Synapses! Photo by me 🙂
While I get to learn a little more about her every day, speaking in a more formal sense with my PI and mentor, Dr. Nina Tang Sherwood, was incredibly fulfilling and reassuring for an undergraduate like myself. I am of the lucky few whose PI is also their bench mentor, and I am even more lucky to have such an inspiring person like Dr. Sherwood by my side this summer.
Dr. Sherwood grew up in Hawaii around two parents who were also scientific researchers, to whom she accredits learning to love science and lab research. She fondly recalled going to her mom’s lab after school and getting to speak with the researchers in her lab, both experiences that fueled her passion to pursue research. For her undergraduate years, she went to UC San Diego, where she majored in biomedical engineering. It would be important to recall now that Dr. Sherwood’s lab is a neurobiology lab; as we’ve seen with other professors and PIs, not every career path is so straightforward. In fact, the first research lab she joined at UCSD was a physical chemistry lab!
However, in her junior year, Dr. Sherwood took a neurobiology course so captivating that it totally changed her path and set her up for her work today. This newfound interest also led to her decision to go to graduate school to continue studying neurobiology. She entered graduate school at Duke with the goal of understanding how synapses work, a goal she says has not changed to this day. Her current work on the spastin gene came about out of “total luck,” through a genetic screen that pinpointed a gene that just so happened to be heavily involved in synaptic development. In our conversation, she also reflected on her work specifically with fruit flies as a model system, describing the difficulty of genetics in mice (that she initially worked with) for the purpose of her work at the time she began her research. Her kind heart also made this somewhat difficult, as she found the prospect of hurting mice hard to justify. This lines up well with the fact that, had she not pursued research, she had actually thought about going to veterinary school for some time.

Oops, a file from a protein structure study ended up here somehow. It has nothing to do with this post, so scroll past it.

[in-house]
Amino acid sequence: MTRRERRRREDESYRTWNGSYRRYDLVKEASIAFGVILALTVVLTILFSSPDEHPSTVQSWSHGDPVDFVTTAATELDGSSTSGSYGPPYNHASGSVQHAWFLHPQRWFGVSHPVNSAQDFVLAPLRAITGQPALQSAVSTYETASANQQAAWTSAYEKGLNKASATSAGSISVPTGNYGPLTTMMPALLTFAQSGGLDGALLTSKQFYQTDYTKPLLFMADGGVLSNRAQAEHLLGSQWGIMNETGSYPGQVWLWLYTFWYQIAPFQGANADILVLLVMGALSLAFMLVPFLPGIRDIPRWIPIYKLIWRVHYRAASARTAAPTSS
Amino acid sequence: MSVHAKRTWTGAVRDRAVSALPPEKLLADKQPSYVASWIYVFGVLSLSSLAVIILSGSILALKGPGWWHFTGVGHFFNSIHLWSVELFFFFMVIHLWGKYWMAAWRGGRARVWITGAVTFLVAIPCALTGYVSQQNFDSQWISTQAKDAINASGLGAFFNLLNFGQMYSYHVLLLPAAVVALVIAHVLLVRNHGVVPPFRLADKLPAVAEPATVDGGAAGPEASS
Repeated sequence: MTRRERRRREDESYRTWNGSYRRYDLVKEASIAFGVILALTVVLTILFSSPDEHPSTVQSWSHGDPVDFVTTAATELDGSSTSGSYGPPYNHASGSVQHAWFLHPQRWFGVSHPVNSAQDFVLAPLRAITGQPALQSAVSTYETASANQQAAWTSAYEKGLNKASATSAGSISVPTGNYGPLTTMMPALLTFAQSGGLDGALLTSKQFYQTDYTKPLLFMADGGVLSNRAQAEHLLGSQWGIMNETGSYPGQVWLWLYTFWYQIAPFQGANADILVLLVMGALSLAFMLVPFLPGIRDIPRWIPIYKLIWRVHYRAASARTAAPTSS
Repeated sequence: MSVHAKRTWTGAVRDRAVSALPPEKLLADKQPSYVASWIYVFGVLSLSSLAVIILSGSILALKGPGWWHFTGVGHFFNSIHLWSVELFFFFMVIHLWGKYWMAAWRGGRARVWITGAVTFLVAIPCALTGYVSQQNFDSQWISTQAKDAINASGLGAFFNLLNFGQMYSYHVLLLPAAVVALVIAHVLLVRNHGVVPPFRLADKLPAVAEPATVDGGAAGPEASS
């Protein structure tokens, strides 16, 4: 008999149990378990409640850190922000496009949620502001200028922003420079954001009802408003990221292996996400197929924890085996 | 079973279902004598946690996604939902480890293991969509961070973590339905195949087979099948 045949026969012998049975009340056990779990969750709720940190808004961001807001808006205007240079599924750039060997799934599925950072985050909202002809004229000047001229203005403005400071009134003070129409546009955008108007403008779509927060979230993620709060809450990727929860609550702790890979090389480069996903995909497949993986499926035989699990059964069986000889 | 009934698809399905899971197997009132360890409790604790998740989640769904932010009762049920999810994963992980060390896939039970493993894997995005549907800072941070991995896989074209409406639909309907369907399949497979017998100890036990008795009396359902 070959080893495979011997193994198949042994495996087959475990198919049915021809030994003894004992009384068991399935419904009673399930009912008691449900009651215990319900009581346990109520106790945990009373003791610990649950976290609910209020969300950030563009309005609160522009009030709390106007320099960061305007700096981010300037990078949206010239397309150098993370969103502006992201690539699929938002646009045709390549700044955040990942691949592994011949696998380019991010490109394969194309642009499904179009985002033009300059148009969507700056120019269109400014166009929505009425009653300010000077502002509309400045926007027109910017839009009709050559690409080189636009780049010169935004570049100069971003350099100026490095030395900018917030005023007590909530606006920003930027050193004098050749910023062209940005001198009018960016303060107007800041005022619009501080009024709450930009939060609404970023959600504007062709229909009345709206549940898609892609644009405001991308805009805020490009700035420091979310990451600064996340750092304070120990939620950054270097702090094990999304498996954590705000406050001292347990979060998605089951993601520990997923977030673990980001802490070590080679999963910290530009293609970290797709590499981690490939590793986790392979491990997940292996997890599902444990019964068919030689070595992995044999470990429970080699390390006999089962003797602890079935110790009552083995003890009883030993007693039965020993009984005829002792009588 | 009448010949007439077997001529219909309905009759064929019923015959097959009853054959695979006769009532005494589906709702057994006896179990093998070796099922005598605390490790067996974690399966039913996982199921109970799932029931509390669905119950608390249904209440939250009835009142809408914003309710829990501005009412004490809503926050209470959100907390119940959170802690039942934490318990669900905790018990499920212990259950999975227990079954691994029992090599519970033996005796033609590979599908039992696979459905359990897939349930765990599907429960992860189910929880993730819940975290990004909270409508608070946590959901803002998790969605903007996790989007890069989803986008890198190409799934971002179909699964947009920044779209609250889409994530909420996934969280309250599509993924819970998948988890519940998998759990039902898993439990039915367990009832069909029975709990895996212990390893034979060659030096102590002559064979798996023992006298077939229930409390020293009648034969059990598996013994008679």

To round out our interview, we asked Dr. Sherwood if she had any advice for her younger self. She told us, ”Don’t be afraid to ask questions and don’t be self-conscious.” Seeing how far Dr. Sherwood has come, her words are of immense value to burgeoning researchers like me and (I’m sure) the rest of us in BSURF. We could all take her advice and start caring less about what others think of us, because at the end of the day, it is only our drive and determination that can get us where we want to be. I want to reiterate how grateful I am to be under the wing of a mentor who understands such fears and worries, and who inspires me to be more confident in myself as a student and scientist.
In 2004, Dr. Nina Sherwood and her lab discovered the spastin gene in Drosophila in a gain-of-function screen. Spastin was found to diminish microtubules in the Drosophila larval neuromuscular junction (AKA, a synapse) when overexpressed, consistent with the fact that spastin is a microtubule-severing protein. So, with this logic, a loss-of-function mutation in spastin should prevent microtubule degradation, right? Wrong! The same results were discovered in the deletion of spastin, and this is because microtubule degradation by Spastin allows for the formation of free nucleation centers to allow for the growth of new microtubules. The Spastin loss-of-function mutation also showed smaller, bunched boutons at the presynaptic terminals (see picture below), unlike wild-type linear boutons, and behavioral changes like those observed in humans. Later findings by Dr. Emily Ozdowksi implicates the role of another gene, pak3, in the mutant phenotypes conferred by Spastin loss. Pak3 was recently found to act in the subperineurial glia. Loss of Pak3 alongside the loss of Spastin restored the wild-type phenotype, suggesting some interplay of these two genes. The question remains now, does spastin function in the glia, the neuron, or both?